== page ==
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Re: Boeing 777-8/-9 Grandfathering Certification, 777X or 7X7?

Tue Mar 19, 2019 11:01 am

Initially, grandfathering was extremely narrow from the perspective of airworthiness authorities, intended to prevent new requirements and regulations automatically applying retrospectively to aircraft and engines already in service. But OEM's successfully broadened the concept to new models which are 'closely' based on current and previous models.

And grandfathering is far more comprehensive than specific aircraft and engines. For instance regulations and exemptions are grandfathered too. Even scaling is grandfathered.

OEM's treat more like a legal precedent.

Previously, OEM's had teams working to justify grandfathering, and the FAA/CAA teams, equal in expertise or greater, to challenge.

Now OEM's largely self-regulate. If airworthiness authority staff become successfully obstructive, they are head hunted by an OEM.

Unless the FAA and EASA receive additional funding, recruit impartial industry experts, and create more in-house training, development and progression opportunities, after the talk fest, will much change?
Last edited by smartplane on Tue Mar 19, 2019 11:03 am, edited 1 time in total.
 
oldannyboy
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Re: Boeing 777-8/-9 Grandfathering Certification, 777X or 7X7?

Tue Mar 19, 2019 11:01 am

WIederling wrote:
oldannyboy wrote:
They should stop piggy-backing on the stupid FAA.
Back in the day the CAA actually did a very good, largely independent job. They actually managed to make manufacturers change their designs. Coming to think of it, back in the day the expression 'piggy backing' probably didn't even exist...


EASA does not hang on funding but on treaty conditions.
There is this "mutual acceptance of certification" between EASA and FAA thingy around.
Though the FAA seems to quite often renege on "strange" grounds ( that make more sense in a competitive than in a safety environment.)


That's precisely one of the things that is pi**ing me off more... blindly piggy backing on the FAA.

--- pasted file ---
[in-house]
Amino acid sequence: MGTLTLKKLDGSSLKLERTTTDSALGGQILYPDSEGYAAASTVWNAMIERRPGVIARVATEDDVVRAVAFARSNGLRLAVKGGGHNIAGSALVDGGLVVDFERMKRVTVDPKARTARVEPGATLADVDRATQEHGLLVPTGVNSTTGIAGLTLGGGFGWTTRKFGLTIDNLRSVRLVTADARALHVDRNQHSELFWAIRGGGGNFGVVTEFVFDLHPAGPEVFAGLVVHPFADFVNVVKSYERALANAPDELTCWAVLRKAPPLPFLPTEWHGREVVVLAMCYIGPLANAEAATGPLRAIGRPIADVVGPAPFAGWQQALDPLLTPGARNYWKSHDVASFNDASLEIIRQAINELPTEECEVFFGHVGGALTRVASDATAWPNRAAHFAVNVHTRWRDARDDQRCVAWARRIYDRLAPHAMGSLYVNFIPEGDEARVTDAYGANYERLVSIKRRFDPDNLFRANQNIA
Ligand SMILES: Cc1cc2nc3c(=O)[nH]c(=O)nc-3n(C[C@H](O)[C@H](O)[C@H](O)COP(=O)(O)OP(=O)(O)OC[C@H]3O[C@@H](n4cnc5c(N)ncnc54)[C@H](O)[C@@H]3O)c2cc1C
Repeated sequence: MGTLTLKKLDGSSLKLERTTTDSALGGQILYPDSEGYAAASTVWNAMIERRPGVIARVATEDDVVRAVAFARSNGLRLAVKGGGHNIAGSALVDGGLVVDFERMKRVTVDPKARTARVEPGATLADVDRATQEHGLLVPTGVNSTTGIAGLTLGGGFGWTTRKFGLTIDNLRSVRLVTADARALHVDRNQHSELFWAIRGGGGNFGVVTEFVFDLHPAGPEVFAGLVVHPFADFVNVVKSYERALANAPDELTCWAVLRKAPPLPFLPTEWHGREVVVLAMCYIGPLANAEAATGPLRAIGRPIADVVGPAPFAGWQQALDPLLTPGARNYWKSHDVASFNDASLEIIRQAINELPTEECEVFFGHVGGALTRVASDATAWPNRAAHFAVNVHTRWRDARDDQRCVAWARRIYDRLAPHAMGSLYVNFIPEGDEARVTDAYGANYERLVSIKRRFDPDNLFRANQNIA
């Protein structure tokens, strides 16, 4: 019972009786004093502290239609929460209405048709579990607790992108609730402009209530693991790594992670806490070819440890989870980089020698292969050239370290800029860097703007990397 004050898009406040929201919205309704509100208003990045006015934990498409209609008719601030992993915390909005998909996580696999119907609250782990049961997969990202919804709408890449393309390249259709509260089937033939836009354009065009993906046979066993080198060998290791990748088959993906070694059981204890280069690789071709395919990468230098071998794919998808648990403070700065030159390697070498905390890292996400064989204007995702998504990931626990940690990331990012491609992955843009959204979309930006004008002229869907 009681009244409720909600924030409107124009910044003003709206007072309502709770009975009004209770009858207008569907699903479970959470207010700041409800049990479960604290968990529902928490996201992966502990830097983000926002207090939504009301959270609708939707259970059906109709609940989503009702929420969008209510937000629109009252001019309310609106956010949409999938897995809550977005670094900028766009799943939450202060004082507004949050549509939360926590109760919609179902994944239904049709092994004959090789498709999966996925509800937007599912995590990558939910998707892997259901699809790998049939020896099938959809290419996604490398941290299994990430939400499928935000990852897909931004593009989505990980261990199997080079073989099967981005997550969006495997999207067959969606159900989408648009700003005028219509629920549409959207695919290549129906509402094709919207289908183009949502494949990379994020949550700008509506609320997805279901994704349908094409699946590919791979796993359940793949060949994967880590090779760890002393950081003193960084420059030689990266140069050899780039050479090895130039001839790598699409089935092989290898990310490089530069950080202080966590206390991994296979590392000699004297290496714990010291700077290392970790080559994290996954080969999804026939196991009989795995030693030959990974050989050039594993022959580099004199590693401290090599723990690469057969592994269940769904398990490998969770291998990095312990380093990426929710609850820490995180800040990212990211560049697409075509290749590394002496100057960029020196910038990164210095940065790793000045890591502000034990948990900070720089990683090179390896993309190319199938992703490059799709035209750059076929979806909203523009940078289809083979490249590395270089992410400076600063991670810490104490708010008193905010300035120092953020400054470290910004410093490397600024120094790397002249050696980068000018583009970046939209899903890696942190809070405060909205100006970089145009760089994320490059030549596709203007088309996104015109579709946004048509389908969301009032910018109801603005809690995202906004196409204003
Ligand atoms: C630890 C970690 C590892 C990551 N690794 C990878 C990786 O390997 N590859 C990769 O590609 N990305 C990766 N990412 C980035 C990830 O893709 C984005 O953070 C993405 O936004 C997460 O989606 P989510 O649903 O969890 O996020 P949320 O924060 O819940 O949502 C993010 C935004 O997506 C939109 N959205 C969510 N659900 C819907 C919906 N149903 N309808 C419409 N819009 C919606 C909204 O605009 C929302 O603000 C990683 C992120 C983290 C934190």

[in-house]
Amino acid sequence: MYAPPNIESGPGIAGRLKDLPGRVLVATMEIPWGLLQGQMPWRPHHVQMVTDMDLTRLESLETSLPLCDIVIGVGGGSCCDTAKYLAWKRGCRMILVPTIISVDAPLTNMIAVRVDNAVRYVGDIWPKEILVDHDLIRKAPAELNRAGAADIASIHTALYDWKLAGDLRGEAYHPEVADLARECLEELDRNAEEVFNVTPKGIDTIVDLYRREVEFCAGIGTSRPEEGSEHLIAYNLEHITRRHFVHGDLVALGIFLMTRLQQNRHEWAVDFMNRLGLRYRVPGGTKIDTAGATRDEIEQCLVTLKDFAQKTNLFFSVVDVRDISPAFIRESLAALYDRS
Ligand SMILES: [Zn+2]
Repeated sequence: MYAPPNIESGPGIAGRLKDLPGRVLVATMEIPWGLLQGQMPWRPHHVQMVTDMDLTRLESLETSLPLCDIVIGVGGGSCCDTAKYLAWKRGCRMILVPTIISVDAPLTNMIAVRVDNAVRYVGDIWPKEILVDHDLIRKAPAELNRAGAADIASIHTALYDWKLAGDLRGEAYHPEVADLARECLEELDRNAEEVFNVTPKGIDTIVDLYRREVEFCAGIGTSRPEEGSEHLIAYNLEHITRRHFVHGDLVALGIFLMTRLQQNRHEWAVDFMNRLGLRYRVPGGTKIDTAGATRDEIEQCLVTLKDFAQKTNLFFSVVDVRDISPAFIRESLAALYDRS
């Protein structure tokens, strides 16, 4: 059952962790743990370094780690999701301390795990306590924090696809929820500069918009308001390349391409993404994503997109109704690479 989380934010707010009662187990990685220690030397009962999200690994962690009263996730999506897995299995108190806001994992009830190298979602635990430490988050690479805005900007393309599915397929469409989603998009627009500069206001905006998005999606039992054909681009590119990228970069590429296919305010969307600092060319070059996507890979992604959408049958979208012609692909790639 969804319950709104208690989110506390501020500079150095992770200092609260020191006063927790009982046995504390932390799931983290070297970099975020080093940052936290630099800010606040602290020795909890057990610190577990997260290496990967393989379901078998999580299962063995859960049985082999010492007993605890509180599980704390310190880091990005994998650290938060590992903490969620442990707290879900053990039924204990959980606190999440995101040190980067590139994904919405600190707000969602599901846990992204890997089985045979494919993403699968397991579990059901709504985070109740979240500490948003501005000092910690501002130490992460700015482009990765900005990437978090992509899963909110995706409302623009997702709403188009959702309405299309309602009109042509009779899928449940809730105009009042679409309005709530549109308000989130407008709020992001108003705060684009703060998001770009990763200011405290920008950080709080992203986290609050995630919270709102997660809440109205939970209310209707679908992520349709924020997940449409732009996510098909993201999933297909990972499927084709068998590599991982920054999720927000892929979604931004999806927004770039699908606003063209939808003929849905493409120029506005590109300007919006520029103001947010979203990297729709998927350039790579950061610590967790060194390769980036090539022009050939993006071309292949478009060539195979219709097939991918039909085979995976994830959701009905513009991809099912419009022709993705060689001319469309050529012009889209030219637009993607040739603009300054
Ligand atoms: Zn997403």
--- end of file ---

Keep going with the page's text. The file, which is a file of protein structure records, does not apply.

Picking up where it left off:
sxf24
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Re: Boeing 777-8/-9 Grandfathering Certification, 777X or 7X7?

Tue Mar 19, 2019 11:22 am

oldannyboy wrote:
WIederling wrote:
oldannyboy wrote:
They should stop piggy-backing on the stupid FAA.
Back in the day the CAA actually did a very good, largely independent job. They actually managed to make manufacturers change their designs. Coming to think of it, back in the day the expression 'piggy backing' probably didn't even exist...


EASA does not hang on funding but on treaty conditions.
There is this "mutual acceptance of certification" between EASA and FAA thingy around.
Though the FAA seems to quite often renege on "strange" grounds ( that make more sense in a competitive than in a safety environment.)


That's precisely one of the things that is pi**ing me off more... blindly piggy backing on the FAA.


And the FAA “blindly piggy backed” of EASA for certification of Airbus aircraft. I do suspect it will now change on both sides.
 
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Re: Boeing 777-8/-9 Grandfathering Certification, 777X or 7X7?

Tue Mar 19, 2019 11:51 am

sxf24 wrote:
And the FAA “blindly piggy backed” of EASA for certification of Airbus aircraft. I do suspect it will now change on both sides.


This is not true. Even if EASA and FAA certify a new aircraft at the same time, often they are not the same end product.

Where I work we have the luxury of our local regulars acceptance of both EASA and FAA TCDS when importing aircraft. We have in the past imported aircraft from the US on an EASA certification basis as that provided a competitive advantage.

This does not only apply to large aircraft, something like a Cessna Caravan under EASA will be certified for an extra passenger over the FAA one.

EASA and the FAA do not blindly rubber stamp each other’s work. Take for example the 737NG, the FAA certified that without STS, however EASA would not certify the 737NG without it.

I fully expect the special conditions placed on the 77X to be slightly different between EASA and the FAA. Boeing will build the aircraft to meet both TCDS requirements.
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Re: Boeing 777-8/-9 Grandfathering Certification, 777X or 7X7?

Tue Mar 19, 2019 12:03 pm

smartplane wrote:
Initially, grandfathering was extremely narrow from the perspective of airworthiness authorities, intended to prevent new requirements and regulations automatically applying retrospectively to aircraft and engines already in service. But OEM's successfully broadened the concept to new models which are 'closely' based on current and previous models.

And grandfathering is far more comprehensive than specific aircraft and engines. For instance regulations and exemptions are grandfathered too. Even scaling is grandfathered.

OEM's treat more like a legal precedent.

Previously, OEM's had teams working to justify grandfathering, and the FAA/CAA teams, equal in expertise or greater, to challenge.

Now OEM's largely self-regulate. If airworthiness authority staff become successfully obstructive, they are head hunted by an OEM.